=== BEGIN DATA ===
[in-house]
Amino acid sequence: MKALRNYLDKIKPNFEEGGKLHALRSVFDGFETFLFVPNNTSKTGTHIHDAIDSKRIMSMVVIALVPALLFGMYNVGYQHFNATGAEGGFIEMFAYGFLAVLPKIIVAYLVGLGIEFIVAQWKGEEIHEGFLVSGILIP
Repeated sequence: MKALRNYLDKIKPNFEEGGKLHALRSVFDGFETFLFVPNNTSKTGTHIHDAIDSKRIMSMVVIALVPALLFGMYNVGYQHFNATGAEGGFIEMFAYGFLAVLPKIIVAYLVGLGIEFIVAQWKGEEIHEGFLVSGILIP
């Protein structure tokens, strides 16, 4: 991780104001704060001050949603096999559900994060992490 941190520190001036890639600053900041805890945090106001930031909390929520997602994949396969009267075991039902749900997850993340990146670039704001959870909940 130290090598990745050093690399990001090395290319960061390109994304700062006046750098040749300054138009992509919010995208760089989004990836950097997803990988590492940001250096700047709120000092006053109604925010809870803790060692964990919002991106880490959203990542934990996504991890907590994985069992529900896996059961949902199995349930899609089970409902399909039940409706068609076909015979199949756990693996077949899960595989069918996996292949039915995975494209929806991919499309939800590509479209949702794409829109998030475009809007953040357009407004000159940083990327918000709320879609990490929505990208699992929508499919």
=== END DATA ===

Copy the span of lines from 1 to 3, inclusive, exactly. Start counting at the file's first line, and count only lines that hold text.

[in-house]
Amino acid sequence: MKALRNYLDKIKPNFEEGGKLHALRSVFDGFETFLFVPNNTSKTGTHIHDAIDSKRIMSMVVIALVPALLFGMYNVGYQHFNATGAEGGFIEMFAYGFLAVLPKIIVAYLVGLGIEFIVAQWKGEEIHEGFLVSGILIP
Repeated sequence: MKALRNYLDKIKPNFEEGGKLHALRSVFDGFETFLFVPNNTSKTGTHIHDAIDSKRIMSMVVIALVPALLFGMYNVGYQHFNATGAEGGFIEMFAYGFLAVLPKIIVAYLVGLGIEFIVAQWKGEEIHEGFLVSGILIP